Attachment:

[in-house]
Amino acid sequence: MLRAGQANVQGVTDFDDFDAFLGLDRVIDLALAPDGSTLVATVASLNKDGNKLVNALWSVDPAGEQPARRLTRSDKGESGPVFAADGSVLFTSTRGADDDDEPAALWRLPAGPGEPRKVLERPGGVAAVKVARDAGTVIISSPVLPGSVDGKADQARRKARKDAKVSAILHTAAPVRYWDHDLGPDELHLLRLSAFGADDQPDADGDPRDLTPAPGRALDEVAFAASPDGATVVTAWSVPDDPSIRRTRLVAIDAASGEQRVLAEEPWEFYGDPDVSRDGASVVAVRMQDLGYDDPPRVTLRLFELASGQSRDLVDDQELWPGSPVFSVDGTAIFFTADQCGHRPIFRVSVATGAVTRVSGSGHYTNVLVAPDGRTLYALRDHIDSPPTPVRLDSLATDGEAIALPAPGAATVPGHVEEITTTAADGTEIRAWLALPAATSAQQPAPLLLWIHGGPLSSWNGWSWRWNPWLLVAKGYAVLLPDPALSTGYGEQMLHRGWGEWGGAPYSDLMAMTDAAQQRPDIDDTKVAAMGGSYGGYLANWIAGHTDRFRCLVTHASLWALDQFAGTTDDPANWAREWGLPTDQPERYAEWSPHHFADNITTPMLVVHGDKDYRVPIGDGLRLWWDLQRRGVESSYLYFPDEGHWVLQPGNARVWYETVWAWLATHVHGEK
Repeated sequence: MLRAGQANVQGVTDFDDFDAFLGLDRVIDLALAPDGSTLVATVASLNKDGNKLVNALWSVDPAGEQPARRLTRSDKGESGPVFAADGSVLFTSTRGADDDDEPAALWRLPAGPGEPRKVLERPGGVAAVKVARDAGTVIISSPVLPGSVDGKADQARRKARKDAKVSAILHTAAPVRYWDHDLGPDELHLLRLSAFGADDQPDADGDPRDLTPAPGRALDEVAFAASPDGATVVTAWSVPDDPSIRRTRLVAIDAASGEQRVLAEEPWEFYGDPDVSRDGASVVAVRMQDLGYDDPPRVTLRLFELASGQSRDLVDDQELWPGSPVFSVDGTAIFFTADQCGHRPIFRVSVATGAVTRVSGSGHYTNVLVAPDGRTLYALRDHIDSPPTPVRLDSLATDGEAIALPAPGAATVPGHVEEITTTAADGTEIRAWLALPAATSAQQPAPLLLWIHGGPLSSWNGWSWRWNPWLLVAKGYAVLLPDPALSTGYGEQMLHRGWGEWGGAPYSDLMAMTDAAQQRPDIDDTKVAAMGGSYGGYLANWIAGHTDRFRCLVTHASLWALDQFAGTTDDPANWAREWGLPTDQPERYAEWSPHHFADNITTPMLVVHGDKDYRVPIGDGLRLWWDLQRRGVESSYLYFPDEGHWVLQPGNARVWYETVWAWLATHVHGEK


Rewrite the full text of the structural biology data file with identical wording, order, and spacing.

[in-house]
Amino acid sequence: MLRAGQANVQGVTDFDDFDAFLGLDRVIDLALAPDGSTLVATVASLNKDGNKLVNALWSVDPAGEQPARRLTRSDKGESGPVFAADGSVLFTSTRGADDDDEPAALWRLPAGPGEPRKVLERPGGVAAVKVARDAGTVIISSPVLPGSVDGKADQARRKARKDAKVSAILHTAAPVRYWDHDLGPDELHLLRLSAFGADDQPDADGDPRDLTPAPGRALDEVAFAASPDGATVVTAWSVPDDPSIRRTRLVAIDAASGEQRVLAEEPWEFYGDPDVSRDGASVVAVRMQDLGYDDPPRVTLRLFELASGQSRDLVDDQELWPGSPVFSVDGTAIFFTADQCGHRPIFRVSVATGAVTRVSGSGHYTNVLVAPDGRTLYALRDHIDSPPTPVRLDSLATDGEAIALPAPGAATVPGHVEEITTTAADGTEIRAWLALPAATSAQQPAPLLLWIHGGPLSSWNGWSWRWNPWLLVAKGYAVLLPDPALSTGYGEQMLHRGWGEWGGAPYSDLMAMTDAAQQRPDIDDTKVAAMGGSYGGYLANWIAGHTDRFRCLVTHASLWALDQFAGTTDDPANWAREWGLPTDQPERYAEWSPHHFADNITTPMLVVHGDKDYRVPIGDGLRLWWDLQRRGVESSYLYFPDEGHWVLQPGNARVWYETVWAWLATHVHGEK
Repeated sequence: MLRAGQANVQGVTDFDDFDAFLGLDRVIDLALAPDGSTLVATVASLNKDGNKLVNALWSVDPAGEQPARRLTRSDKGESGPVFAADGSVLFTSTRGADDDDEPAALWRLPAGPGEPRKVLERPGGVAAVKVARDAGTVIISSPVLPGSVDGKADQARRKARKDAKVSAILHTAAPVRYWDHDLGPDELHLLRLSAFGADDQPDADGDPRDLTPAPGRALDEVAFAASPDGATVVTAWSVPDDPSIRRTRLVAIDAASGEQRVLAEEPWEFYGDPDVSRDGASVVAVRMQDLGYDDPPRVTLRLFELASGQSRDLVDDQELWPGSPVFSVDGTAIFFTADQCGHRPIFRVSVATGAVTRVSGSGHYTNVLVAPDGRTLYALRDHIDSPPTPVRLDSLATDGEAIALPAPGAATVPGHVEEITTTAADGTEIRAWLALPAATSAQQPAPLLLWIHGGPLSSWNGWSWRWNPWLLVAKGYAVLLPDPALSTGYGEQMLHRGWGEWGGAPYSDLMAMTDAAQQRPDIDDTKVAAMGGSYGGYLANWIAGHTDRFRCLVTHASLWALDQFAGTTDDPANWAREWGLPTDQPERYAEWSPHHFADNITTPMLVVHGDKDYRVPIGDGLRLWWDLQRRGVESSYLYFPDEGHWVLQPGNARVWYETVWAWLATHVHGEK